Exploring ZIP Mark-of-the-Web Bypass Vulnerability (CVE-2022-41049)

Windows ZIP extraction bug (CVE-2022-41049) lets attackers craft ZIP files, which evade warnings on attempts to execute packaged files, even if ZIP file was downloaded from the Internet.

Exploring ZIP Mark-of-the-Web Bypass Vulnerability (CVE-2022-41049)

In October 2022, I've come across a tweet from 5th July, from @wdormann, who reported a discovery of a new method for bypassing MOTW, using a flaw in how Windows handles file extraction from ZIP files.

This sounded to me like a nice challenge to freshen up my rusty RE skills. The bug was also a 0-day, at the time. It has already been reported to Microsoft, without a fix deployed for more than 90 days.

What I always find the most interesting about vulnerability research write-ups is the process on how one found the bug, what tools were used and what approach was taken. I wanted this post to be like this.

Now that the vulnerability has been fixed, I can freely publish the details.


What I found out, based on public information about the bug and demo videos, was that Windows, somehow, does not append MOTW to files extracted from ZIP files.

Mark-of-the-web is really another file attached as an Alternate Data Stream (ADS), named Zone.Identifier, and it is only available on NTFS filesystems. The ADS file always contains the same content:


For example, when you download a ZIP file file.zip, from the Internet, the browser will automatically add file.zip:Zone.Identifier ADS to it, with the above contents, to indicate that the file has been downloaded from the Internet and that Windows needs to warn the user of any risks involving this file's execution.

This is what happens when you try to execute an executable like a JScript file, through double-clicking, stored in a ZIP file, with MOTW attached.

Clearly the user would think twice before opening it when such popup shows up. This is not the case, though, for specially crafted ZIP files bypassing that feature.

Let's find the cause of the bug.

Identifying the culprit

What I knew already from my observation is that the bug was triggered when explorer.exe process handles the extraction of ZIP files. I figured the process must be using some internal Windows library for handling ZIP files unpacking and I was not mistaken.

ProcessHacker revealed zipfldr.dll module loaded within Explorer process and it looked like a good starting point. I booted up IDA with conveniently provided symbols from Microsoft, to look around.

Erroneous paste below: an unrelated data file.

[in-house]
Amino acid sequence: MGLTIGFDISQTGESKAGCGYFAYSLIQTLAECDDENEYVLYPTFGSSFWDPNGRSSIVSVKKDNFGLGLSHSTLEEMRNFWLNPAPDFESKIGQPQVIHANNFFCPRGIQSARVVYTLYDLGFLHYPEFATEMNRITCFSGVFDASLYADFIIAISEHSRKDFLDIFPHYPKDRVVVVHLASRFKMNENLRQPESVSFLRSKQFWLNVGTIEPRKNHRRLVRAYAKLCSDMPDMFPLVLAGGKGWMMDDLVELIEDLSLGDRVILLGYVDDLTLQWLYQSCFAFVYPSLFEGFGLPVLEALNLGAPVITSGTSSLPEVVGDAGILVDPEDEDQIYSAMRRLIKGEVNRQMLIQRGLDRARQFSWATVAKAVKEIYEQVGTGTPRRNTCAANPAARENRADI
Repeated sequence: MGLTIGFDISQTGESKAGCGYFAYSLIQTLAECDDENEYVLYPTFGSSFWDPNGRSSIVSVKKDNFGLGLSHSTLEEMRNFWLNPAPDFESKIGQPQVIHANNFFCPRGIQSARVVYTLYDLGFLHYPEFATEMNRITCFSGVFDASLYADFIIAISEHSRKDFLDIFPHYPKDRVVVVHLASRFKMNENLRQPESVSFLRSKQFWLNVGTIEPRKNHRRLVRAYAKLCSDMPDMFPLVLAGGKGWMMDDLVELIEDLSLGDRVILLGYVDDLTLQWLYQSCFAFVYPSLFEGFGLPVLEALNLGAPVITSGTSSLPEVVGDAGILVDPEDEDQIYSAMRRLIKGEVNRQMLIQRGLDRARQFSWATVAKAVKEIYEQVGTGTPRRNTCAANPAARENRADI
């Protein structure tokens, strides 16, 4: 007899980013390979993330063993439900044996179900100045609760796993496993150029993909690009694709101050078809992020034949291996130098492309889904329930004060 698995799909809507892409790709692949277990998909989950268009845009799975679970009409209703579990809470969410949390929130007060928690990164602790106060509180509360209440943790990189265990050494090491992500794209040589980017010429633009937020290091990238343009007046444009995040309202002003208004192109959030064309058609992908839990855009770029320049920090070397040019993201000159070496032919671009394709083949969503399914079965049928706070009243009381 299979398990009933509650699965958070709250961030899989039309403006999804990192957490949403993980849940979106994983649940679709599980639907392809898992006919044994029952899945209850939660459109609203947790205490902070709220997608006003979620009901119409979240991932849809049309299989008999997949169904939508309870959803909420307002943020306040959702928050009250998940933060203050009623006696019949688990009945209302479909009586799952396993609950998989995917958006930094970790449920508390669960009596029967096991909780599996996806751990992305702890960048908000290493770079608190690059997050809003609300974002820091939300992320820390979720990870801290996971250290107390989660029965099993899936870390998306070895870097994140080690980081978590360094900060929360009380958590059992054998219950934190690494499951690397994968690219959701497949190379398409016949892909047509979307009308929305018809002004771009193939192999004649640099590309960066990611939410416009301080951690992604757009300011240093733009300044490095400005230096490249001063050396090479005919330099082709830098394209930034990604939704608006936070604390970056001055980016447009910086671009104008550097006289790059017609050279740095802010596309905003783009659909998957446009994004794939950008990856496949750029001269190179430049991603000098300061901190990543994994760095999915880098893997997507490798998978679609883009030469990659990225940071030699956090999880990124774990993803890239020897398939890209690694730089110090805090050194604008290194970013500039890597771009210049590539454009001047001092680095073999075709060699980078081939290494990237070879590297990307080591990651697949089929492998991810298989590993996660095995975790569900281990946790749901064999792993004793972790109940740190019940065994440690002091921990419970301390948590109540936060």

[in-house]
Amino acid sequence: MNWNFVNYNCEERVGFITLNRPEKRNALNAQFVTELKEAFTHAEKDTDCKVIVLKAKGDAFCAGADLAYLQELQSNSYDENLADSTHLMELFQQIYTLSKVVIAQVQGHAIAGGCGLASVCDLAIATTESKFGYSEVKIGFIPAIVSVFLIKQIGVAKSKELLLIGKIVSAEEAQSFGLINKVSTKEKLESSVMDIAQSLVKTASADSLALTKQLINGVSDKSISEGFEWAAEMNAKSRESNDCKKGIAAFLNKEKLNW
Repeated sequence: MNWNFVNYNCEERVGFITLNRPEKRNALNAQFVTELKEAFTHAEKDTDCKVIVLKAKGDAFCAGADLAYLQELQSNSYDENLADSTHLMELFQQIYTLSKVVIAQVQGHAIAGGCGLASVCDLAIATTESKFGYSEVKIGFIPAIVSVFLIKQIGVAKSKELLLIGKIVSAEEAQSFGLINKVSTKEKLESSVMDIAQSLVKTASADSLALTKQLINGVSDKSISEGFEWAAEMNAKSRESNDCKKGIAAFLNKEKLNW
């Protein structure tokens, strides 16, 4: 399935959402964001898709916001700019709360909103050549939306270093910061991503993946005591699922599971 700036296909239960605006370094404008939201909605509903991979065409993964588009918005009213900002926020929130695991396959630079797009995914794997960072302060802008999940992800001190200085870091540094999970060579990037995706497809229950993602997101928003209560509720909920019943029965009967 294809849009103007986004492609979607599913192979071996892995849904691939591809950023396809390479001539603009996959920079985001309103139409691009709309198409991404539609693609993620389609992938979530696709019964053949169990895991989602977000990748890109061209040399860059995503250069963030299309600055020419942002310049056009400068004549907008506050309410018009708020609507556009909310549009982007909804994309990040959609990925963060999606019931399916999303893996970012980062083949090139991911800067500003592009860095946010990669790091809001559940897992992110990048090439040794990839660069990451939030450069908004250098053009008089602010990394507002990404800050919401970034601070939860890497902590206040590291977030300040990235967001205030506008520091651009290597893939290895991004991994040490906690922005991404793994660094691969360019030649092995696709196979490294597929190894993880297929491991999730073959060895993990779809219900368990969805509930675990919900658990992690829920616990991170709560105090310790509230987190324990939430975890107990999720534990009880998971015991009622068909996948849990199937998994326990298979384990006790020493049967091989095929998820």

ExtractFromZipToFile function immediately caught my attention. I created a sample ZIP file with a packaged JScript file, for testing, which had a single instruction:

WScript.Echo("YOU GOT HACKED!!1");

I then added a MOTW ADS file with Notepad and filled it with MOTW contents, mentioned above:

notepad file.zip:Zone.Identifier

I loaded up x64dbg debugger, attached it to explorer.exe and set up a breakpoint on ExtractFromZipToFile. When I double-clicked the JS file, the breakpoint triggered and I could confirm I'm on the right path.


One of the function calls I noticed nearby, revealed an interesting pattern in IDA. Right after the file is extracted and specific conditions are meet, CheckUnZippedFile function is called, followed by a call to _OpenExplorerTempFile, which opens the extracted file.

Having a hunch that CheckUnZippedFile is the function responsible for adding MOTW to extracted file, I nopped its call and found that I stopped getting the MOTW warning popup, when I tried executing a JScript file from within the ZIP.

It was clear to me that if I managed to manipulate the execution flow in such a way that the branch, executing this function is skipped, I will be able to achieve the desired effect of bypassing the creation of MOTW on extracted files. I looked into the function to investigate further.

I noticed that CheckUnZippedFile tries to combine the TEMP folder path with the zipped file filename, extracted from the ZIP file, and when this function fails, the function quits, skipping the creation of MOTW file.

Considering that I controlled the filename of the extracted ZIP file, I could possibly manipulate its content to trigger PathCombineW to fail and as a result achieve my goal.

PathCombineW turned out to be a wrapper around PathCchCombineExW function with output buffer size limit set to fixed value of 260 bytes. I thought that if I managed to create a really long filename or use some special characters, which would be ignored by the function handling the file extraction, but would trigger the length check in CheckUnZippedFile to fail, it could work.

I opened 010 Editor, which I highly recommend for any kind of hex editing work, and opened my sample ZIP file with a built-in ZIP template.

I spent few hours testing with different filename lengths, with different special characters, just to see if the extraction function would behave in erratic way. Unfortunately I found out that there was another path length check, called prior to the one I've been investigating. It triggered much earlier and prevented me from exploiting this one specific check. I had to start over and consider this path a dead end.

I looked if there are any controllable branching conditions, that would result in not triggering the call to CheckUnZippedFile at all, but none of them seemed to be dependent on any of the internal ZIP file parameters. I considered looking deeper into CheckUnZippedFile function and found out that when PathCombineW call succeeds, it creates a CAttachmentServices COM objects, which has its three methods called:

CAttachmentServices::SetReferrer(unsigned short const * __ptr64)
CAttachmentServices::SetSource(unsigned short const * __ptr64)
CAttachmentServices::SaveWithUI(struct HWND__ * __ptr64)

I realized I am about to go deep down a rabbit hole and I may spend there much longer than a hobby project like that should require. I had to get a public exploit sample to speed things up.

Huge thanks you @bohops & @bufalloveflow for all the help in getting the sample!

Detonating the live sample

I managed to copy over all relevant ZIP file parameters from the obtained exploit sample into my test sample and I confirmed that MOTW was gone, when I extracted the sample JScript file.

I decided to dig deeper into SaveWithUI COM method to find the exact place where creation of Zone.Identifier ADS fails. Navigating through shdocvw.dll, I ended up in urlmon.dll with a failing call to WritePrivateProfileStringW.